Tip-skimming has surfaced in Boston, and there can’t be a tipper in America who, on hearing the news, doesn’t exclaim, “The greedy bastards!” In a lawsuit filed March 7 in Suffolk Superior Court, five former servers from the venerable eatery called Locke-Ober say the restaurant made them kick back the bulk of their tips to management. Then, when they made a fuss, they were fired. Suits are being filed against three other restaurants by employees. The waiters allege that the restaurants are breaking state labor laws by grabbing their tips.
Sue Anne Foti, who has been a waitress for 25 years, worked at Morton's, the Chicago steakhouse on Boylston Street, for two years before she was fired in November. “They forced us to pay the management's salary,” she told the Boston Globe. “I'm a single mother and I've got two kids. They were taking food out of my kids' mouths.”
Skimming tips allows restaurant owners to pay managers less out of their own pockets, because the tips make up the difference. And since waiters and kindred staff are paid sub-minimum wage, they thus get screwed twice.
Appearances to the contrary, greed isn’t unique to Boston. This must be happening across the country. Soon we’ll be asked to make it standard practice to tip a minimum of 30 per cent: 15 per cent for the workers, and 15 per cent for the management.
Hovering somewhere between charity and a bribe, the tip is one of our most polymorphous social transactions. At its most crude it can be a loutish expression of authority and disdain. At its purest it can approach a statement of love. At one end of the scale we had the foul decorum of those old lunch places where the men thought it their right to pat the waitresses on the backside. If a waitress objected to these caresses the tip would be thrown into the dirty plate.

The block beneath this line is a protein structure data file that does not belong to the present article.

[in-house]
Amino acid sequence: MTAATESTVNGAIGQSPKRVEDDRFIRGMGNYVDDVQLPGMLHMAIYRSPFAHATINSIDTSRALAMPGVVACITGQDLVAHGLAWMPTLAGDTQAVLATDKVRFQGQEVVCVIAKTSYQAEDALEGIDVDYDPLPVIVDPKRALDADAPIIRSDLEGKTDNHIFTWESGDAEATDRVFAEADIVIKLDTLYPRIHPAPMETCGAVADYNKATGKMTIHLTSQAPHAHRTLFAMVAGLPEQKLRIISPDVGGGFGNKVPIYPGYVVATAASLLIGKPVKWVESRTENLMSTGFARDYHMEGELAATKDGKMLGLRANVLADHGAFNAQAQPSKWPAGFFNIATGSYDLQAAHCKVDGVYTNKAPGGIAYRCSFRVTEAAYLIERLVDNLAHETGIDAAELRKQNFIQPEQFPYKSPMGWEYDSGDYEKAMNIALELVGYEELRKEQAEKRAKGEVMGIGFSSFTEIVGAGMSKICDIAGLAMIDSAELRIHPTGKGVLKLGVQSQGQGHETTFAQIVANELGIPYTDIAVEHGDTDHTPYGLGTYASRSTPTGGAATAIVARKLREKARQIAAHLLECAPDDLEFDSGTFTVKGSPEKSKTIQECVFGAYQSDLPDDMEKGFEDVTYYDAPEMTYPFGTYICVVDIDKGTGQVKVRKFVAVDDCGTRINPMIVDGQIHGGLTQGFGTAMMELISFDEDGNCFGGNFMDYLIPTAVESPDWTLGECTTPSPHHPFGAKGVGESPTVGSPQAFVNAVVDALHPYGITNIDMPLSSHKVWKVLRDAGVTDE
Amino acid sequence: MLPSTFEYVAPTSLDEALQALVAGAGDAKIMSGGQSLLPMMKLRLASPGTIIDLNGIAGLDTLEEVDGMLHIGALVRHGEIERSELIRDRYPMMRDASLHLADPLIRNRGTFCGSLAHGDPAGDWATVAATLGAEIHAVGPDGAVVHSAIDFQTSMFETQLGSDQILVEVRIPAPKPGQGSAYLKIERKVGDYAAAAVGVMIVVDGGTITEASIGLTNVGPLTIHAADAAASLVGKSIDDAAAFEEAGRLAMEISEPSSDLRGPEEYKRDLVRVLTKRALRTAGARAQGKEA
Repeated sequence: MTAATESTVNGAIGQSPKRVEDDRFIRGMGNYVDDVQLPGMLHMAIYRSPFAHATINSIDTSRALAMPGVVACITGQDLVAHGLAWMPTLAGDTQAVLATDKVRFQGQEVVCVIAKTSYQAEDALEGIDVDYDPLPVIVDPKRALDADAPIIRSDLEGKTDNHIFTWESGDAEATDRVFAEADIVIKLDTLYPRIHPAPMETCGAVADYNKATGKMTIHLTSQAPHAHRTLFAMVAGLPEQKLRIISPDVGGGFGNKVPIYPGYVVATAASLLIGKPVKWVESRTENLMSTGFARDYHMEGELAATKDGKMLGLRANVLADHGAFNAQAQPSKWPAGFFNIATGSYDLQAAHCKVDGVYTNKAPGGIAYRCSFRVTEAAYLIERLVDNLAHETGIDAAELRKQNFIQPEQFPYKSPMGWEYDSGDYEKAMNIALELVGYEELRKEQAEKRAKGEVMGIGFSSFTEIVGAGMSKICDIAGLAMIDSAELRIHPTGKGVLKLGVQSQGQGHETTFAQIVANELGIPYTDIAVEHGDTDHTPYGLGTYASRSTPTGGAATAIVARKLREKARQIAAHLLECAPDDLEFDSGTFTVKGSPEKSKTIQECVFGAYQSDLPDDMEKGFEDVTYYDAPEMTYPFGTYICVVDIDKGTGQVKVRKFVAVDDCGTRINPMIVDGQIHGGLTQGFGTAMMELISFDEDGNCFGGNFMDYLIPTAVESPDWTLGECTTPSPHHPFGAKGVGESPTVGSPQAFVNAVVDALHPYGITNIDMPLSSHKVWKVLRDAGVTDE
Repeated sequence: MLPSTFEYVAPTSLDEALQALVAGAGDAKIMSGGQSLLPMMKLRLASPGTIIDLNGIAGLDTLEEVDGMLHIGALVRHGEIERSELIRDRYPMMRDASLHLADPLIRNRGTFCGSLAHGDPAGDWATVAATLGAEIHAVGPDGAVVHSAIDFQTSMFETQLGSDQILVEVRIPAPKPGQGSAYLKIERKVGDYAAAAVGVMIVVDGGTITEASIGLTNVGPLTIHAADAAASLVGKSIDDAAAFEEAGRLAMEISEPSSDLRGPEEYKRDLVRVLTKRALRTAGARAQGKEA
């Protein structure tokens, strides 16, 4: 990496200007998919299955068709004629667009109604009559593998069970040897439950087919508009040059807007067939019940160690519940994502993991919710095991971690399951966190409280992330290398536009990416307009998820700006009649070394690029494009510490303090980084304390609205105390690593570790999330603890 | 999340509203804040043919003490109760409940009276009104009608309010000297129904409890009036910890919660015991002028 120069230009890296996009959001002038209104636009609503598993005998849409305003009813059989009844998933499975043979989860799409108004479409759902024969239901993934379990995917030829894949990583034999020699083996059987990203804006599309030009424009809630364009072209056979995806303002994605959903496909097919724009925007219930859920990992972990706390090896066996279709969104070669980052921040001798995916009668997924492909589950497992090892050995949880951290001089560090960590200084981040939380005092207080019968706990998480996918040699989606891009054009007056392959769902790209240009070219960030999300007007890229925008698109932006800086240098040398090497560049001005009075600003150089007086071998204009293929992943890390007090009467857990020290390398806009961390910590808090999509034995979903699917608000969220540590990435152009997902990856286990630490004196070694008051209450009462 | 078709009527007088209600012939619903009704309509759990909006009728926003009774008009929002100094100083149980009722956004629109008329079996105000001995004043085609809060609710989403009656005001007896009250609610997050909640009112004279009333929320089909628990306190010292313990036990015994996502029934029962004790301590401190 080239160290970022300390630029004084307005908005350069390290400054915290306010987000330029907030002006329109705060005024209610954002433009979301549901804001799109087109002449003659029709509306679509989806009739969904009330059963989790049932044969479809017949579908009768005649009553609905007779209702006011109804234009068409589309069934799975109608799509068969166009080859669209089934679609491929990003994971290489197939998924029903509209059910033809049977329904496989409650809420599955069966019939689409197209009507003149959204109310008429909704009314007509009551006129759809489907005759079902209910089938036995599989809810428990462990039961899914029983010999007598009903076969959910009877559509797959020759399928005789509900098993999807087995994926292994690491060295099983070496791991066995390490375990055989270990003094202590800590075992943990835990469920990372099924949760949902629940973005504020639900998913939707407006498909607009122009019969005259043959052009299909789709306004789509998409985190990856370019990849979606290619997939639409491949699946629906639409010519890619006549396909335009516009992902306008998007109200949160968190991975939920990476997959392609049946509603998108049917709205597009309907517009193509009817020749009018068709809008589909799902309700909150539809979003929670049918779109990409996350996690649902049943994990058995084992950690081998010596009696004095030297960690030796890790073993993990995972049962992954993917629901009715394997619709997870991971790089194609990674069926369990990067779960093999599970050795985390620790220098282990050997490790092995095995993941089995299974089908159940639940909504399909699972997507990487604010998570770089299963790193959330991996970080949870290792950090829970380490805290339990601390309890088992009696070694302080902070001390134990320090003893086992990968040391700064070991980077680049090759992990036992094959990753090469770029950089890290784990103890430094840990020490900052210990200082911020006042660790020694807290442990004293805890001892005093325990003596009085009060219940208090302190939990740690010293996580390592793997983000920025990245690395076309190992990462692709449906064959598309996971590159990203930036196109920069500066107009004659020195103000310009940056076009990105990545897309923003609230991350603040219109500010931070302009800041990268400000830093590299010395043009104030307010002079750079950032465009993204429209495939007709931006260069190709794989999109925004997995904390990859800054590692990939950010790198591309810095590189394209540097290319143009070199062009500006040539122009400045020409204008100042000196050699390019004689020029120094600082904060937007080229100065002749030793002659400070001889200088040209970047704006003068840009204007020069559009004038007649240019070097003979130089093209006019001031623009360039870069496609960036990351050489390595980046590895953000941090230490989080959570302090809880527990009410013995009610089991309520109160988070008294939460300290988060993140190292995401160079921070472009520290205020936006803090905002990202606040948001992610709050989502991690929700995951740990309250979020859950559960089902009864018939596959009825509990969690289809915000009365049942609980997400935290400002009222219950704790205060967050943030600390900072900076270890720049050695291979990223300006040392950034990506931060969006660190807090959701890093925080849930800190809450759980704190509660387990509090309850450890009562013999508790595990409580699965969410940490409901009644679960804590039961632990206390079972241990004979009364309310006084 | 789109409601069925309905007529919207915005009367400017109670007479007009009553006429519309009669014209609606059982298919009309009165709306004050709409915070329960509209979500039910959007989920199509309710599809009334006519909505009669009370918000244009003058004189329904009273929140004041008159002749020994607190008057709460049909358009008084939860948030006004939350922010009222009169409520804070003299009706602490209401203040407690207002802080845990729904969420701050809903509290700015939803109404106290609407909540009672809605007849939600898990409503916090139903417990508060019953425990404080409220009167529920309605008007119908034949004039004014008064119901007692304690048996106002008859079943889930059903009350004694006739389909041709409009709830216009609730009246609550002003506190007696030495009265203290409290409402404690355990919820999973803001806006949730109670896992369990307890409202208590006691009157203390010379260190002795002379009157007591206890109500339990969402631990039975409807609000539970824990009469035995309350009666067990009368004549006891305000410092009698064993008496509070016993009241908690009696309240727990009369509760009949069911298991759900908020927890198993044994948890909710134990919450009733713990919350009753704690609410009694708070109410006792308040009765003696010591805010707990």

At the other end we have the elevated snobbism of Marcel Proust, for whom the tip was a profound and complex form of social expression. “When he left,” writes Proust's biographer George Painter of one meal in the Paris Ritz, “his pockets were empty, and all but one of the staff had been fantastically tipped. ‘Would you be so kind as to lend me fifty francs,’ he asked the doorman, who produced a wallet of banknotes with alacrity. ‘No, please keep it — it was for you’; and Proust repaid the debt with interest the next evening.” Of course he also used tipping for the coarser purpose of inducing certain waiters to partake in those sessions of mutual masturbation which was apparently as far as Proust proceeded in his erotic encounters.
Hanns Sachs who grew up in Vienna at the same time as his “master and friend” Sigmund Freud wrote a memoir of life in that city in the late nineteenth century in which he devoted some testy pages to the growing complexities of trinkgeld, complexities which he took to be evidence of the decadence of the Austro-Hungarian Empire. Everybody had their hand out for prescribed portions of trinkgeld — the coachman, the doorman, the hatcheck girl, the waiter, the wine waiter, the headwaiter, the maitre d'hotel:
“Every door which you had to pass was opened for you by someone who demanded a tip; you could not get into the house you lived in after 10 p.m. nor seat yourself in the car in which you wanted to ride without giving a tip. Karl Kraus, Vienna's witty satirist, said the first thing a Viennese would see on the day of Resurrection would be the outstretched hand of the man who opened the door of his coffin.”
Doctor Sachs' indignant portrait is clearly reminiscent of today's taxi driver, doorman, hatcheck lady, waiter, and so forth, all of whom, from Manhattan to San Francisco and from Chicago to Corpus Christi expect and usually receive similar trinkgeld. Is America therefore in decline? Visitors to the young republic found to their surprise that coachmen and waiters refused their tips. An organization called the Anti-tipping Society of America, founded in 1905, attracted some hundred thousand members, most of them traveling salesmen. But anti-tipping laws were declared unconstitutional in the same year that Congress passed the Volstead Act, and Americans entered the twenties buying bootleg liquor and tipping big.
Tipping is even bigger money now, with well over five billion dollars per annum being left on plates, scrawled on credit cards, squirmed through taxi partitions, and slapped into outstretched palms. This is not so much an art as an item in the federal budget serious enough to provoke certain government provisions designed to insure that the U.S. Treasury gets its tip too.